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P. Chesney, L. Wessel-Beaver, G. Elmstrom, and D. Maynard

Rows of tropical pumpkins (Cucurbita moschata) are typically spaced 3-4 m apart Rows fill in 8 to 10 weeks after planting, potentially allowing a short-seasoned intercrop to be planted. A long-vine cultivar (PRB-150) and a short vine genotype (FL-I25×I21 - winter planting; FL-I25 - fall) were planted 0.9 m within rows by 1.8 between rows in Lajas and Isabela, PR in winter and fall of 1993. Either beans, cowpeas or no intercrop were planted on the same date as the pumpkin maincrop. Legume plots were harvested both green-shelled and dry. Pumpkin canopy cover, yield, fruit number and size were the same in intercropped and non-intercropped plots These same traits varied significantly in short vs. long vine plots (short vine plots were lower yielding with smaller fruits and less canopy cover). Plots planted with the short-vine maincrop generally produced greater legume yields. Harvest of dry beans or cowpeas was nearly impossible in long vine plots since the canopy covered the legume plants at that stage. Intercropped green-shelled bean yields averaged 800 kg/ha. Such a yield would add substantially to the income of the pumpkin maincrop.

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Guochen Yang and Marihelen Kamp-Glass

An efficient and reliable protocol of in vitro shoot regeneration must be first established to have a successful genetic transformation. As a member of legume family, alfalfa is very difficult for direct shoot regeneration. There is no published information on direct shoot organogenesis, although success has been well documented on embryogenesis, which must go through callus stage. Different plant growth regulators at various concentrations were evaluated for callus initiation, development, and direct shoot regeneration. Multiple shoots were produced directly from each individual explant. This will provide an efficient means for production of transgenic alfalfa plants. Therefore, genetic transformation of Medicago germplasm will be significantly expedited.

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Nancy G. Creamer

Five grasses, six broadleaf species, and five legume/grass mixtures were evaluated for their production of aboveground biomass (AGB), nitrogen contribution, C: N ratio, ability to compete with weeds, and susceptibility to three methods of mechanical kill. Of the legume species, sesbania, cowpea, and soybean produced the most biomass, which totaled 5542, 4227, and 3934 kg·ha–1, respectively. Nitrogen in the AGB of these species was 109, 95, and 83 kg·ha–1, respectively. AGB production of the grass species ranged from 8677 kg·ha–1 for sorghum–sudangrass to 5247 kg·ha–1 for pearl millet. Nitrogen in the AGB for the grass species ranged from 68 to 38 kg·ha–1. In general, the cover crops most competitive with weeds were those that had an excess of 3900 kg AGB/ha. The broadleaf species were effectively controlled by mowing, while undercutting controlled five of the species, and rolling provided little control. Undercutting provided the best control of the grasses, while rolling was effective on the most mature species, and mowing provided little control.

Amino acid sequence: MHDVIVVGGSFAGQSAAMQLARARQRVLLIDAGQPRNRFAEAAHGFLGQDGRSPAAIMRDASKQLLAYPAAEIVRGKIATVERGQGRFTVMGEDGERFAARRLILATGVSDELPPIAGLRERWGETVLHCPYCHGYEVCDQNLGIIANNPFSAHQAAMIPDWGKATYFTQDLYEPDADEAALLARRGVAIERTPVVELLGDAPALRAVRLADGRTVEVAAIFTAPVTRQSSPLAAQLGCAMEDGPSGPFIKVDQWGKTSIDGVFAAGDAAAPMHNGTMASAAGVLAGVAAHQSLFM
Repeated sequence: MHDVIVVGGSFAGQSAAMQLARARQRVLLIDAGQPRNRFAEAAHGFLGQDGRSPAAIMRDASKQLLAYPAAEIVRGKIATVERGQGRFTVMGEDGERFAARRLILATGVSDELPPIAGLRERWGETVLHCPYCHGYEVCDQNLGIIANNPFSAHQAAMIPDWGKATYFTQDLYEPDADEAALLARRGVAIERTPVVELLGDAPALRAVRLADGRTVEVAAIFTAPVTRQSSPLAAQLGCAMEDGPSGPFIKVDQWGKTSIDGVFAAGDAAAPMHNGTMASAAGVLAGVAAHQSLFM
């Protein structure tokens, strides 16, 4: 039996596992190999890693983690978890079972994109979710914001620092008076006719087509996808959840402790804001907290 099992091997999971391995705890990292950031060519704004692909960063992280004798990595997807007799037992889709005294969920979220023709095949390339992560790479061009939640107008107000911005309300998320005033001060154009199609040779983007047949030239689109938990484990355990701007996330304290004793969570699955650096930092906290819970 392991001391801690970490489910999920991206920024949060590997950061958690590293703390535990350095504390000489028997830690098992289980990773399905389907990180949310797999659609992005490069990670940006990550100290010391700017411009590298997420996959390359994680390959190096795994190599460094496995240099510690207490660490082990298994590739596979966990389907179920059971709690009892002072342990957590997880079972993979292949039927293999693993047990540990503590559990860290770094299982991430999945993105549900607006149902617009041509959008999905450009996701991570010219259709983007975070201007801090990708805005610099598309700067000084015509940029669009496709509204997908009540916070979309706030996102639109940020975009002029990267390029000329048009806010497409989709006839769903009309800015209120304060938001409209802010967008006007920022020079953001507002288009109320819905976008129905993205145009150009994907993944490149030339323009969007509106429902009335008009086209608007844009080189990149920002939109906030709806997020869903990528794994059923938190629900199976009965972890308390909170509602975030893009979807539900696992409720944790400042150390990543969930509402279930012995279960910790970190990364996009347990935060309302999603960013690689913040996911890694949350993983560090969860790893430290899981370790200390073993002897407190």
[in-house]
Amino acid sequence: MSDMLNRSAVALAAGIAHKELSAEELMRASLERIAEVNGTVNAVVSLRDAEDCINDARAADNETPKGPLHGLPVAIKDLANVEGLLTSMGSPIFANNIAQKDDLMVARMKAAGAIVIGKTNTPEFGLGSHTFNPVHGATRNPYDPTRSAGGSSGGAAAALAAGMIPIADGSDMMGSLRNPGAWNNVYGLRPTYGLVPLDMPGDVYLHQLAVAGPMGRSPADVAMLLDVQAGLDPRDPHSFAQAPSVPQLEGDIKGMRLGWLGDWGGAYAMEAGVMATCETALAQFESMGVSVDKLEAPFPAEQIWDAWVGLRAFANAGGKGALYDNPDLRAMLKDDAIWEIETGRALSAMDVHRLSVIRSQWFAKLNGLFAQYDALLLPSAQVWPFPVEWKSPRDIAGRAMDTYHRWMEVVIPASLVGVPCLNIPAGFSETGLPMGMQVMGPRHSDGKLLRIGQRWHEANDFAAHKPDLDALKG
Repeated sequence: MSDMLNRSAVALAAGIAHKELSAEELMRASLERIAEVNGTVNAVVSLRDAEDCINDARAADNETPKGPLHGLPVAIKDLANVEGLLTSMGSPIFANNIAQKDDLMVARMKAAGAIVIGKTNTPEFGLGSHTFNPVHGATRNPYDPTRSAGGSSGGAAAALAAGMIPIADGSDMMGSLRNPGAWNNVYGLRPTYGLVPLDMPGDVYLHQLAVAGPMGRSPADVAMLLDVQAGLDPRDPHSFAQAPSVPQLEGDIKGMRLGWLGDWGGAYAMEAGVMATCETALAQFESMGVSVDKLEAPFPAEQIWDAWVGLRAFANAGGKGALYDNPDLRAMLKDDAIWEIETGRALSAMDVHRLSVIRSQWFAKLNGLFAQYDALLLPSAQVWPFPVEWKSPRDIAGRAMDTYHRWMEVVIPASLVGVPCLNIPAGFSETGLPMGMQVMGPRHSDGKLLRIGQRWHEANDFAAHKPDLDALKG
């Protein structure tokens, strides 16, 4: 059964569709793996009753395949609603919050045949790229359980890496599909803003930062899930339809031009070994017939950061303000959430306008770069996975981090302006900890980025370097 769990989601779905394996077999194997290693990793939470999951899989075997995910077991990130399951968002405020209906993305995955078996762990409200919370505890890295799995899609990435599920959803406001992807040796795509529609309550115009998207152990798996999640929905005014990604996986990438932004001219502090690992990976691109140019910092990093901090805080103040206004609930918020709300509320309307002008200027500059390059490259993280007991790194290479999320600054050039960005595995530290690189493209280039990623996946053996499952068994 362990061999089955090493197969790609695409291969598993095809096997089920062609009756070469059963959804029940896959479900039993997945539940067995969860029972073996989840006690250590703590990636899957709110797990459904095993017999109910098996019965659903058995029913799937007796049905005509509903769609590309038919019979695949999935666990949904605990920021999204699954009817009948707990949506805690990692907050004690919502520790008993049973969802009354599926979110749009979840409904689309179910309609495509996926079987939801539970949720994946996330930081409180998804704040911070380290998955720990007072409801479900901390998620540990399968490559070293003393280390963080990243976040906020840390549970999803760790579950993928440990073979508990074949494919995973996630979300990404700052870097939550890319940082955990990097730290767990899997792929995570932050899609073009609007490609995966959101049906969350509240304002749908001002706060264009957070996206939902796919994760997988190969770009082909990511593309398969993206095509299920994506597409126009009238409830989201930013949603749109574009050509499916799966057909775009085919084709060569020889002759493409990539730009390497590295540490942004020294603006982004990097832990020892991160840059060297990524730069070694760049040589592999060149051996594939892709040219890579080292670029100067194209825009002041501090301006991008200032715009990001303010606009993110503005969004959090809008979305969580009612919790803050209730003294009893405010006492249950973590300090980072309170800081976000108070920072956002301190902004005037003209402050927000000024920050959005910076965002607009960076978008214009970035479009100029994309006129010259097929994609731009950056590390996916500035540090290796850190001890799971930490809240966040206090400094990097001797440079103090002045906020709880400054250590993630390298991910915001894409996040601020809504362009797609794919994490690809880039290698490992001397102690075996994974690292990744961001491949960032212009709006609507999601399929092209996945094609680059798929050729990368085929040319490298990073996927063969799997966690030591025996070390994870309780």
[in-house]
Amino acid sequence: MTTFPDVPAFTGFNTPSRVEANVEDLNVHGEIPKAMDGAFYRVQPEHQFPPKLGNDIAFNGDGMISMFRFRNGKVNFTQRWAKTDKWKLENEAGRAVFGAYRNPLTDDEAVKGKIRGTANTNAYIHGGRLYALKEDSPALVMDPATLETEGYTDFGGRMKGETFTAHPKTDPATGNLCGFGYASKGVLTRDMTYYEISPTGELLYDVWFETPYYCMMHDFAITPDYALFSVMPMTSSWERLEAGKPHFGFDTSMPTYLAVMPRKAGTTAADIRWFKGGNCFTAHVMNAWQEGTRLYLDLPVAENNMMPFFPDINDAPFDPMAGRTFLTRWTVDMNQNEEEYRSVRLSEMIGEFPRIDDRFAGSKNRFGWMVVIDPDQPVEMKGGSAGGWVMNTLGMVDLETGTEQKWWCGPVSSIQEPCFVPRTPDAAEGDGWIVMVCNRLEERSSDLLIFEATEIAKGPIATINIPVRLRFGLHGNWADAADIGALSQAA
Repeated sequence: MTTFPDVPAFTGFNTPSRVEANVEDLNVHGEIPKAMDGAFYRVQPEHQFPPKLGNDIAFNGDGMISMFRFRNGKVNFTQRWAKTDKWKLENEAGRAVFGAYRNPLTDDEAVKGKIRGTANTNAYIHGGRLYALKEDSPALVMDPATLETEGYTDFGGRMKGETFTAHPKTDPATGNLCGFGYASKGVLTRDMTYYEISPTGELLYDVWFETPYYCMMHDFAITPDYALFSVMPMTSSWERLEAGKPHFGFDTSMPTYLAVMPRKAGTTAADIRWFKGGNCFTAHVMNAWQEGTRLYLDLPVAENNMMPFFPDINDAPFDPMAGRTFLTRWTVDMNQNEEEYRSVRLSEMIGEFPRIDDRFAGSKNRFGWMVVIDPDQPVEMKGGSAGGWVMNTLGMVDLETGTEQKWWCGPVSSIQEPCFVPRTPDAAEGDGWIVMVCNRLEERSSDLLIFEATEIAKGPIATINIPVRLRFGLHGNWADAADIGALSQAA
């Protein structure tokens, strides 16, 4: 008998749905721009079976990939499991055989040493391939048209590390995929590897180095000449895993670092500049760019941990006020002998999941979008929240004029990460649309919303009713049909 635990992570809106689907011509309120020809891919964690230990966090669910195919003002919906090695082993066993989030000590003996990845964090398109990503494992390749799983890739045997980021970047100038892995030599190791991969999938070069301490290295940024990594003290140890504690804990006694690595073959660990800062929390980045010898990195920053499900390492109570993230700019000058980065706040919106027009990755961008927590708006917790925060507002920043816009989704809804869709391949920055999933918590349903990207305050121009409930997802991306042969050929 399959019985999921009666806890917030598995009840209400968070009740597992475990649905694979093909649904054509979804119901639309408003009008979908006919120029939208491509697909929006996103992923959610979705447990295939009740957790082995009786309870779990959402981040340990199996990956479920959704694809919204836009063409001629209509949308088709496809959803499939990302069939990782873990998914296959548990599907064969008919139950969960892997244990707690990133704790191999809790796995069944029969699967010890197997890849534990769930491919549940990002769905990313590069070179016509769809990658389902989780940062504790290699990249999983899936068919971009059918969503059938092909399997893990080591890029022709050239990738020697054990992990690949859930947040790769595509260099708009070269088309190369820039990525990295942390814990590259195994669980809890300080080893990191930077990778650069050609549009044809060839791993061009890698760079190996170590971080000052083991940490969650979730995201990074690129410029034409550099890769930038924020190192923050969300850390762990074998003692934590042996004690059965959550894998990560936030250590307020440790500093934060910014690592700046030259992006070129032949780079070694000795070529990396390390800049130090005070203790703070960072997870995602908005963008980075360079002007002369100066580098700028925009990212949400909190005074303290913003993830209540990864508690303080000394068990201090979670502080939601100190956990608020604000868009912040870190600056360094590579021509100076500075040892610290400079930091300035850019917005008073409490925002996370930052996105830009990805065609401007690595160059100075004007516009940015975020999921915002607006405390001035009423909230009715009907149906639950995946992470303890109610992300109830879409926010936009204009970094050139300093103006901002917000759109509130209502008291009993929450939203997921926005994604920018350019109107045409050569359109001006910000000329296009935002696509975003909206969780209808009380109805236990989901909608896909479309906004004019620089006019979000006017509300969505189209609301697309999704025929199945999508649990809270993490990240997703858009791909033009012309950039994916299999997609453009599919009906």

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P. R. Johnstone, T. K. Hartz, E. M. Miyao, and R. M. Davis

Mustard cover crop residue has been reported to have a “biofumigant” action when incorporated into the soil, potentially providing significant disease suppression and yield improvement for the succeeding crop. Such activity could be particularly useful in processing tomato rotations, where consecutive cropping invariably results in yield decline. Agronomic and environmental effects of growing over-winter mustard cover crops preceding tomato production were investigated in three field trials between 2002 and 2004. Two mustard cover crops [`Pacific Gold', a brown mustard (Brassica juncea), and `Caliente', a blend of brown and white mustard (Sinapis alba)] were compared to a legume cover crop mix, a fallow bed treatment (the standard grower practice in this region), and, in two of the three trials, a fumigation treatment using metam sodium. No suppression of soil populations of Verticillium dahliae or Fusarium spp. was observed with the mustard cover crops, nor was there any visual evidence of disease suppression on subsequent tomato crops. In these fields, the mustard either had no effect, or reduced tomato yield, when compared to the fallow treatment. At one of two sites, metam sodium fumigation significantly increased tomato yield. The presence of a cover crop, whether mustard or legume, reduced winter runoff by an average of 50% over two years of trials. No benefit of mustard cover cropping beyond this reduction in winter runoff was observed.

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R.K. Striegler, M.A. Mayse, U. O'Keefe, and D.R. Wineman